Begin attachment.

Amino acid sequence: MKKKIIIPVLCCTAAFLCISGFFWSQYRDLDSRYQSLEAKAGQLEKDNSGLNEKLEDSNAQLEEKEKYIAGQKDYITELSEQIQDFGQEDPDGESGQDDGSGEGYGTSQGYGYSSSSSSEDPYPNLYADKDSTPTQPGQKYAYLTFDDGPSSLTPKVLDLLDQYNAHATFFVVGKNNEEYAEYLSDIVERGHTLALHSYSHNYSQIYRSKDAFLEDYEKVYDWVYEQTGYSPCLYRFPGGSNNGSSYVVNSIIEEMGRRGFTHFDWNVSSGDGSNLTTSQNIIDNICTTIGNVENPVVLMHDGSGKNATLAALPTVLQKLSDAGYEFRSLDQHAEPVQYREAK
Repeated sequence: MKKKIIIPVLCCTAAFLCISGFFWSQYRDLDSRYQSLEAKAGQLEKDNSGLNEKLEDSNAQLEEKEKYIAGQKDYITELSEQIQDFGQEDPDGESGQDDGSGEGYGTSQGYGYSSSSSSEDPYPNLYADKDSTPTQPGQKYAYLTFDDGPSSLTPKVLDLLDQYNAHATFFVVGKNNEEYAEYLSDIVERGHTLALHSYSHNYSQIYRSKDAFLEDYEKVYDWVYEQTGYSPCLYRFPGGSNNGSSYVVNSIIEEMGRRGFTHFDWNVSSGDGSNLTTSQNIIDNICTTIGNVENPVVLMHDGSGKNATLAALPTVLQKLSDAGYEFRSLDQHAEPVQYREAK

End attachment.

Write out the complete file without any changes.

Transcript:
Amino acid sequence: MKKKIIIPVLCCTAAFLCISGFFWSQYRDLDSRYQSLEAKAGQLEKDNSGLNEKLEDSNAQLEEKEKYIAGQKDYITELSEQIQDFGQEDPDGESGQDDGSGEGYGTSQGYGYSSSSSSEDPYPNLYADKDSTPTQPGQKYAYLTFDDGPSSLTPKVLDLLDQYNAHATFFVVGKNNEEYAEYLSDIVERGHTLALHSYSHNYSQIYRSKDAFLEDYEKVYDWVYEQTGYSPCLYRFPGGSNNGSSYVVNSIIEEMGRRGFTHFDWNVSSGDGSNLTTSQNIIDNICTTIGNVENPVVLMHDGSGKNATLAALPTVLQKLSDAGYEFRSLDQHAEPVQYREAK
Repeated sequence: MKKKIIIPVLCCTAAFLCISGFFWSQYRDLDSRYQSLEAKAGQLEKDNSGLNEKLEDSNAQLEEKEKYIAGQKDYITELSEQIQDFGQEDPDGESGQDDGSGEGYGTSQGYGYSSSSSSEDPYPNLYADKDSTPTQPGQKYAYLTFDDGPSSLTPKVLDLLDQYNAHATFFVVGKNNEEYAEYLSDIVERGHTLALHSYSHNYSQIYRSKDAFLEDYEKVYDWVYEQTGYSPCLYRFPGGSNNGSSYVVNSIIEEMGRRGFTHFDWNVSSGDGSNLTTSQNIIDNICTTIGNVENPVVLMHDGSGKNATLAALPTVLQKLSDAGYEFRSLDQHAEPVQYREAK